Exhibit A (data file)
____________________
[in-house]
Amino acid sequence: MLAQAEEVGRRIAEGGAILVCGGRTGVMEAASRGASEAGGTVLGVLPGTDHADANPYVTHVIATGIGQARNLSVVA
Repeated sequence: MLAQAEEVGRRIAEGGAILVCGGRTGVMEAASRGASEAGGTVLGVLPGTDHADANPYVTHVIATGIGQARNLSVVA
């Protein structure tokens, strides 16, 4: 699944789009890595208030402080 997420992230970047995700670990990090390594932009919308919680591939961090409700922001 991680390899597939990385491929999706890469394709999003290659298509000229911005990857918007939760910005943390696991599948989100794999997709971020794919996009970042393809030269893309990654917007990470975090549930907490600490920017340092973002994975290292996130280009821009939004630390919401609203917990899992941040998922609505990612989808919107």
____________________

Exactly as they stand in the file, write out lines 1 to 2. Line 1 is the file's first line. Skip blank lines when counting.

[in-house]
Amino acid sequence: MLAQAEEVGRRIAEGGAILVCGGRTGVMEAASRGASEAGGTVLGVLPGTDHADANPYVTHVIATGIGQARNLSVVA